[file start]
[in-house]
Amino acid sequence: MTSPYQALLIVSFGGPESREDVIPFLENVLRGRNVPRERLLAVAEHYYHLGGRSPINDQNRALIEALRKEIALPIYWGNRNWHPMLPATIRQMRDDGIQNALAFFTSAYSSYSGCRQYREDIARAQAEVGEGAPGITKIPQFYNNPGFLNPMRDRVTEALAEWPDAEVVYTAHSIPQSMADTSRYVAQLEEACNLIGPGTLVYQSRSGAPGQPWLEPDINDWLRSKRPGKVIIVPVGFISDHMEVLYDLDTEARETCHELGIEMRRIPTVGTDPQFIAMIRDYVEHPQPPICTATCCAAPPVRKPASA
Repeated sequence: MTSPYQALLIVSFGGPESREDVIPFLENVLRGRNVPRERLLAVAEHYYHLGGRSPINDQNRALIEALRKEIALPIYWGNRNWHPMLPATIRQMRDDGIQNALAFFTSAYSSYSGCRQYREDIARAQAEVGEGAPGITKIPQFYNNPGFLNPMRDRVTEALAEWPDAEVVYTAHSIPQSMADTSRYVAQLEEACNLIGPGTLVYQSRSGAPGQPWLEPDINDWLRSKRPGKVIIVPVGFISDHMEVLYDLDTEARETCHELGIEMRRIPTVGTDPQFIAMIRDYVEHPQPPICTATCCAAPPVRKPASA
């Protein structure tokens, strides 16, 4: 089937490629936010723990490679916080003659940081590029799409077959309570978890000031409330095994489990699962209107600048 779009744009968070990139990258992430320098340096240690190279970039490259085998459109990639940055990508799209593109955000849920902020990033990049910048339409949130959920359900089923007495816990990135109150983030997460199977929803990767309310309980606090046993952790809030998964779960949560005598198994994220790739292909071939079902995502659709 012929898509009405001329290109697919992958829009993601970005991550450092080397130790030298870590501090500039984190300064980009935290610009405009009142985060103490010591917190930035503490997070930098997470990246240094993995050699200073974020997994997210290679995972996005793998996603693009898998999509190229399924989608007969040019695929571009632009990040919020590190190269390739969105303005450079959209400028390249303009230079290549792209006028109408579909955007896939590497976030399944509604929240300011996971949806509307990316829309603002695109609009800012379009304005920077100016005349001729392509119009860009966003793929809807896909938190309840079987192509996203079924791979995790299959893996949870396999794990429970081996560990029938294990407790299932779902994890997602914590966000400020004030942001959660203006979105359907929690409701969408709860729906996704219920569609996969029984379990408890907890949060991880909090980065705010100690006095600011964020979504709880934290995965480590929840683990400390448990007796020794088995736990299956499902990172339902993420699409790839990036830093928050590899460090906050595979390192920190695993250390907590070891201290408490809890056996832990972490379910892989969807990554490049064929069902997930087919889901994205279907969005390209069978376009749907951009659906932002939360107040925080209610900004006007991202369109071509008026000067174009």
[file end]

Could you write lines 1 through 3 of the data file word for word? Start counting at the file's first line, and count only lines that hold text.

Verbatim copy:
[in-house]
Amino acid sequence: MTSPYQALLIVSFGGPESREDVIPFLENVLRGRNVPRERLLAVAEHYYHLGGRSPINDQNRALIEALRKEIALPIYWGNRNWHPMLPATIRQMRDDGIQNALAFFTSAYSSYSGCRQYREDIARAQAEVGEGAPGITKIPQFYNNPGFLNPMRDRVTEALAEWPDAEVVYTAHSIPQSMADTSRYVAQLEEACNLIGPGTLVYQSRSGAPGQPWLEPDINDWLRSKRPGKVIIVPVGFISDHMEVLYDLDTEARETCHELGIEMRRIPTVGTDPQFIAMIRDYVEHPQPPICTATCCAAPPVRKPASA
Repeated sequence: MTSPYQALLIVSFGGPESREDVIPFLENVLRGRNVPRERLLAVAEHYYHLGGRSPINDQNRALIEALRKEIALPIYWGNRNWHPMLPATIRQMRDDGIQNALAFFTSAYSSYSGCRQYREDIARAQAEVGEGAPGITKIPQFYNNPGFLNPMRDRVTEALAEWPDAEVVYTAHSIPQSMADTSRYVAQLEEACNLIGPGTLVYQSRSGAPGQPWLEPDINDWLRSKRPGKVIIVPVGFISDHMEVLYDLDTEARETCHELGIEMRRIPTVGTDPQFIAMIRDYVEHPQPPICTATCCAAPPVRKPASA